};

export default Posts;

Pagination using navigation buttons

The first type of pagination component we’ll create uses Next and Previous buttons to navigate through the data on a webpage. Our App.js file will look like the code block below:

import React, { useState, useEffect } from "react";
import Posts from "./Posts";
import Pagination from "./Pagination";
import axios from "axios";

const App = () => {
  const [posts, setPosts] = useState([]);
  const [loading, setLoading] = useState(false);
  const [currentPage, setCurrentPage] = useState(1);
  const [postsPerPage] = useState(10);

  useEffect(() => {
    const fetchPosts = async () => {
      setLoading(true);
      const res = await axios.get("https://jsonplaceholder.typicode.com/posts");
      setPosts(res.data);
      setLoading(false);
    };

    fetchPosts();
  }, []);

  // Get current posts
  const indexOfLastPost = currentPage * postsPerPage;
  const indexOfFirstPost = indexOfLastPost - postsPerPage;
  const currentPosts = posts.slice(indexOfFirstPost, indexOfLastPost);

  // Change page
  const paginateFront = () => setCurrentPage(currentPage + 1);
  const paginateBack = () => setCurrentPage(currentPage - 1);

  return (
    <div>
      <Posts posts={currentPosts} />
      <Pagination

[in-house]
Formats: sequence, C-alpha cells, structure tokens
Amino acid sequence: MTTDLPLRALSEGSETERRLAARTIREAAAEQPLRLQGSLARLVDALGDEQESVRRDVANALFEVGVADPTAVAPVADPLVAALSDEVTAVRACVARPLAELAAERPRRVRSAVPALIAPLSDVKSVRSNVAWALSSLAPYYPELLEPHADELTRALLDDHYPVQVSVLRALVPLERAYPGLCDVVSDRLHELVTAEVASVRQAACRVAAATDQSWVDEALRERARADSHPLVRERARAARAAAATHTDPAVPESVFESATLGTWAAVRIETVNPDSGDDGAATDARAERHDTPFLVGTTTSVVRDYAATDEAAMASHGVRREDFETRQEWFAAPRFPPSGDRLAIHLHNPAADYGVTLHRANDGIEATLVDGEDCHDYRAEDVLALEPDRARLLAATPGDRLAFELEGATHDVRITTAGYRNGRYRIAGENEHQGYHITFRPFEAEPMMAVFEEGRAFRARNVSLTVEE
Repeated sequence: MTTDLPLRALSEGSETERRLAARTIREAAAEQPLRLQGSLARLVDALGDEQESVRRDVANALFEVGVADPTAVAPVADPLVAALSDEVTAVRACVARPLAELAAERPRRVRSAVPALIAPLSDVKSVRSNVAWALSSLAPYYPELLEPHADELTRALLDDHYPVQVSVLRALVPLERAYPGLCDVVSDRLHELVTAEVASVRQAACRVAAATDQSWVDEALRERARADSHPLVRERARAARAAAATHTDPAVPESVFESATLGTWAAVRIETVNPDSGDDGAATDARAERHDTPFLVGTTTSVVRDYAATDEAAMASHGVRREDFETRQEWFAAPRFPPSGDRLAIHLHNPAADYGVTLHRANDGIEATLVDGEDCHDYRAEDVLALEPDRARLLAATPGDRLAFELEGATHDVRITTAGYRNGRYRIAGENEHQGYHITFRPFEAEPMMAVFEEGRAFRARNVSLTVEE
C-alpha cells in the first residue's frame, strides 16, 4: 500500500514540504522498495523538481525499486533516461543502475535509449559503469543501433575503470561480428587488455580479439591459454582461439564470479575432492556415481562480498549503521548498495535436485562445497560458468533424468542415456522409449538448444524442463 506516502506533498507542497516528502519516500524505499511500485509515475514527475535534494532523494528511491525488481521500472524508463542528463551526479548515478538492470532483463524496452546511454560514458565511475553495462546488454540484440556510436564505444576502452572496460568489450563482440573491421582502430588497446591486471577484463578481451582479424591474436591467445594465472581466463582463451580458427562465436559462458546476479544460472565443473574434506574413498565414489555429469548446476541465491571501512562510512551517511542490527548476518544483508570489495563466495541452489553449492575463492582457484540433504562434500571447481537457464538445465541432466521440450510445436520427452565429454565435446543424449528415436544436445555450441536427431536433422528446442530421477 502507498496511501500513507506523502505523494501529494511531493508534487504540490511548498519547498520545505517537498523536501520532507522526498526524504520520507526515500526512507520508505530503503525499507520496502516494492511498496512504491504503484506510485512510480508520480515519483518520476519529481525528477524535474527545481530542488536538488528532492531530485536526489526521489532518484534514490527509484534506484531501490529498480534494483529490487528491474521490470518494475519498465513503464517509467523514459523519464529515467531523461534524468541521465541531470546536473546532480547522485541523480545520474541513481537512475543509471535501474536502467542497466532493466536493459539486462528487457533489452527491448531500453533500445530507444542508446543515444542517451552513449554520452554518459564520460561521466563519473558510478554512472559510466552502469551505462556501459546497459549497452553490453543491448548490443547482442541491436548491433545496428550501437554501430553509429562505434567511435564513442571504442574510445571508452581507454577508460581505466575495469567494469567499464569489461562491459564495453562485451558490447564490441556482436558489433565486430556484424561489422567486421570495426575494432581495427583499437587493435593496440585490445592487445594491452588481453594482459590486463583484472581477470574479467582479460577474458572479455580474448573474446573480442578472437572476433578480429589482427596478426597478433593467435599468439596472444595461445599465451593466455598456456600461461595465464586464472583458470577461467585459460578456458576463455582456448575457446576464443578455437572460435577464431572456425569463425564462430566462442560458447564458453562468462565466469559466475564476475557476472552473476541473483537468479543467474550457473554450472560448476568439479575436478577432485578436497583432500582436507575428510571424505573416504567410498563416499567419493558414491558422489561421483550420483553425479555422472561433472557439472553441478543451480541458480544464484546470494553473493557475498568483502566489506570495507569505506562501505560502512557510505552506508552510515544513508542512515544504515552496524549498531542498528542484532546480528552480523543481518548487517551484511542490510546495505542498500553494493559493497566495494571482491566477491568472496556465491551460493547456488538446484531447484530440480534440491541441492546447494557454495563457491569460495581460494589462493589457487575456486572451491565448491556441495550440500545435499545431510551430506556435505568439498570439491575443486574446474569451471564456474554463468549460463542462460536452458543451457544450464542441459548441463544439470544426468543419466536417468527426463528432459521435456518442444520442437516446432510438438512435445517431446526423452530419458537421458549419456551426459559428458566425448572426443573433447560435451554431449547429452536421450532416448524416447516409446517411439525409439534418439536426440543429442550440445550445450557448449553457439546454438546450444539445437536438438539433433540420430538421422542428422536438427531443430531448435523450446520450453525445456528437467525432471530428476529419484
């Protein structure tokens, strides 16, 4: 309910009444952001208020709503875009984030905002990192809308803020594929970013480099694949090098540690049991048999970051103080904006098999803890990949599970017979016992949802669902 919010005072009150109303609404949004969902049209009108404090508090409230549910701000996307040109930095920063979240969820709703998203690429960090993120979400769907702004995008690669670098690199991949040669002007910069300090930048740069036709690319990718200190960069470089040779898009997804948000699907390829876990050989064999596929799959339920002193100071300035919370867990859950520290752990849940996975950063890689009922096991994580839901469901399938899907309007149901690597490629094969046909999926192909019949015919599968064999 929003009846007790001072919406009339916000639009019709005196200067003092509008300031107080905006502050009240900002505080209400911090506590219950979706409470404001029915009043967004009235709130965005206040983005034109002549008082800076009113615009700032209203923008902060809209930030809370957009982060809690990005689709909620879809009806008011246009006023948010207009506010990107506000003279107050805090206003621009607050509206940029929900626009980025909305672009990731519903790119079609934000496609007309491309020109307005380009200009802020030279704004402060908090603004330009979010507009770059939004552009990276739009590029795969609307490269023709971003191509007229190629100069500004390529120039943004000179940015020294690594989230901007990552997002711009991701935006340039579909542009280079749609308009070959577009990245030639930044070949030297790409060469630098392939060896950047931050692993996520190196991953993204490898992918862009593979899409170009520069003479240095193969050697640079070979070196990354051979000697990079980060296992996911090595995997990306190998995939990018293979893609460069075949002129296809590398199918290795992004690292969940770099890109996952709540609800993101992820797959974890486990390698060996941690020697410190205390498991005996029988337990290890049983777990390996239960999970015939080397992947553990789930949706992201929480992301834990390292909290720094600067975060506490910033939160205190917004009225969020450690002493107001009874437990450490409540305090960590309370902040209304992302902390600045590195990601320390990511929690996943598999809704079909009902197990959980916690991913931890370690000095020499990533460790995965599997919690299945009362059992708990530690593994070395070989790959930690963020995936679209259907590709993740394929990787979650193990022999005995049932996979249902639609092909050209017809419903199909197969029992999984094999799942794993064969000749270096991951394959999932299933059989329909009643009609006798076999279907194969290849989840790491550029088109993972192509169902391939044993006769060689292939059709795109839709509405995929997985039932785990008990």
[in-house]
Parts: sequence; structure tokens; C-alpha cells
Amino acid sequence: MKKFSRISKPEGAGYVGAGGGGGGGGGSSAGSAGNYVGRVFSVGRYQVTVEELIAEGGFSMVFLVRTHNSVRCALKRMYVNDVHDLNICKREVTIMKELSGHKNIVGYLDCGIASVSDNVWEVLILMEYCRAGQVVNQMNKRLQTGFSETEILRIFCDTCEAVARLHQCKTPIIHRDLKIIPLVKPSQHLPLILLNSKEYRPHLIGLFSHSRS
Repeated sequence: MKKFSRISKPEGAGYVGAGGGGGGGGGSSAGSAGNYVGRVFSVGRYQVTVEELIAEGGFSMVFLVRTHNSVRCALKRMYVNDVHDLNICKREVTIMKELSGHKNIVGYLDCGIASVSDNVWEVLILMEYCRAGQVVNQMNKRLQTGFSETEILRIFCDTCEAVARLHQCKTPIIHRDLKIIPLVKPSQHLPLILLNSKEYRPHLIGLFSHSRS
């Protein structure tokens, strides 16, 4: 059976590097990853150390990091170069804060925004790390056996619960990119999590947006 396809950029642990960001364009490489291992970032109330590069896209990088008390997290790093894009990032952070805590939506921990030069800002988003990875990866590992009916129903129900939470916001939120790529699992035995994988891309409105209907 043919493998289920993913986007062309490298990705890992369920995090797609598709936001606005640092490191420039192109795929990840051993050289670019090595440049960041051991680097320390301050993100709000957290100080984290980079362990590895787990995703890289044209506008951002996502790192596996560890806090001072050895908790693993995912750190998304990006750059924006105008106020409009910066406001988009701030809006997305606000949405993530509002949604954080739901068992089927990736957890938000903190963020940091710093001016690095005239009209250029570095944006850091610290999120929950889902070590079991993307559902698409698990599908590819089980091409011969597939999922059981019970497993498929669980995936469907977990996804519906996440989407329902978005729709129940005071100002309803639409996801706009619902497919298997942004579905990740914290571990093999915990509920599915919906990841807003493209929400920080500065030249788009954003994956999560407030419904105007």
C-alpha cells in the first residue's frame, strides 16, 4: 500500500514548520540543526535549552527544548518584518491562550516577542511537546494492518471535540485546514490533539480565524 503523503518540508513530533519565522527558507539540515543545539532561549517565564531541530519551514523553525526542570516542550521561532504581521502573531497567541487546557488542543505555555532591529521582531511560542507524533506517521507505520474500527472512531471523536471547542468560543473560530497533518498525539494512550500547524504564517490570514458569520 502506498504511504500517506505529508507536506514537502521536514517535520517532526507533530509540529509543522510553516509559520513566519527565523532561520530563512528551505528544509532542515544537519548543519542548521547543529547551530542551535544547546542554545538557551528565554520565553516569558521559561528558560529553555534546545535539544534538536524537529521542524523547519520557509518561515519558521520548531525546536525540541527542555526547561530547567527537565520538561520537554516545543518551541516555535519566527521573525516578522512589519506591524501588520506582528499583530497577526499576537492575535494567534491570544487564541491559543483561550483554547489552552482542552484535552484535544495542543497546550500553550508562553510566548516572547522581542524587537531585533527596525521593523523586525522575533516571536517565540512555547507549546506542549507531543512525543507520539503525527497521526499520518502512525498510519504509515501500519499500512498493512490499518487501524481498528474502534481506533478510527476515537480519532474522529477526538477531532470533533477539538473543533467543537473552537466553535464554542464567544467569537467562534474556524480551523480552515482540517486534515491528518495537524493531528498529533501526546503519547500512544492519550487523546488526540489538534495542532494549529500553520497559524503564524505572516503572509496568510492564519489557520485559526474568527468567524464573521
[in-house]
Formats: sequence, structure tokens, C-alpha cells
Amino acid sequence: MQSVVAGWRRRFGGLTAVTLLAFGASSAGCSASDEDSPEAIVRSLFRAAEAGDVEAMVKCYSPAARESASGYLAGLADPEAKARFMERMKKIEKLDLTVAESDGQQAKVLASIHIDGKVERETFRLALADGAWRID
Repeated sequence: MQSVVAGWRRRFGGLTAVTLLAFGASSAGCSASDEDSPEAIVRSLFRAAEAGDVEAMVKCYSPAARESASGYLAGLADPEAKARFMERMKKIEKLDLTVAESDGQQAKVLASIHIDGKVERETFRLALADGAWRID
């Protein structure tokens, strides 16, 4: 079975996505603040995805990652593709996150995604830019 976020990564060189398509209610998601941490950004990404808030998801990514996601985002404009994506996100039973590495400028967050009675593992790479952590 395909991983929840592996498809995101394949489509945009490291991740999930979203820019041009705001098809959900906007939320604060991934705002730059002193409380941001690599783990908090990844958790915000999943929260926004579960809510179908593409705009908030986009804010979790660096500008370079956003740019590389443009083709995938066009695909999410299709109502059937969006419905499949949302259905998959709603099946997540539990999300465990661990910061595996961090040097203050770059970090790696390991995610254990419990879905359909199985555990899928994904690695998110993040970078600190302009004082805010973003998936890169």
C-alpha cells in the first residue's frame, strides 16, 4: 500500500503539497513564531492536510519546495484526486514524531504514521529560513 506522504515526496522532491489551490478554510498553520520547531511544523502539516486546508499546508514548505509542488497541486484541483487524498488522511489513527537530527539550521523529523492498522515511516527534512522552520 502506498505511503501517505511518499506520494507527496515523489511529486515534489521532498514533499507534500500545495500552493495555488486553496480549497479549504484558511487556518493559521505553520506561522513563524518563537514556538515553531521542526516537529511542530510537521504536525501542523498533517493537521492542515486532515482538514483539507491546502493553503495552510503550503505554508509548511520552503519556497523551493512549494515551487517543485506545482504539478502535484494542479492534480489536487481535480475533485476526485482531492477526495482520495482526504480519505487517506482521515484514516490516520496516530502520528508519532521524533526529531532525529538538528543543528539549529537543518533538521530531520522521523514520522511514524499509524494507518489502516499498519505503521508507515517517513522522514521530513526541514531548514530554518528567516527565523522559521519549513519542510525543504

postsPerPage={postsPerPage}
        totalPosts={posts.length}
        paginateBack={paginateBack}
        paginateFront={paginateFront}
        currentPage={currentPage}
      />
    </div>
  );
};

export default App;

In our App.js file, the data in posts comes from the backend. Let’s review some of the functions in our pagination component that use this data:

  • currentPage: indicates to the user what page they are currently on
  • postsPerPage: the total number of posts that will be rendered per page
  • currentPosts: the array of posts for the current page

To get the currentPosts, we need to pass the indexOfFirstPost and indexOfLastPostto the slice() function.

To move back and forth between pages, we’ll use paginateFront and paginateBack. These functions simply increment or decrement currentPage, and currentPosts is calculated as a result.

Pagination.js file

Now, let’s take a look at our Pagination.js file:

import React from "react";

export default function Pagination({
  postsPerPage,
  totalPosts,
  paginateFront,
  paginateBack,
  currentPage,
}) {


  return (
    <div className='py-2'>
      <div>
        <p className='text-sm text-gray-700'>
          Showing
          <span className='font-medium'>{currentPage * postsPerPage - 10}</span>
          to
          <span className='font-medium'> {currentPage * postsPerPage} </span>
          of
          <span className='font-medium'> {totalPosts} </span>
          results
        </p>
      </div>
      <nav className='block'></nav>
      <div>
        <nav
          className='relative z-0 inline-flex rounded-md shadow-sm -space-x-px'
          aria-label='Pagination'
        >
          <a
            onClick={() => {
              paginateBack();
            }}
            href='#'
            className='relative inline-flex items-center px-2 py-2 rounded-l-md border border-gray-300 bg-white text-sm font-medium text-gray-500 hover:bg-gray-50'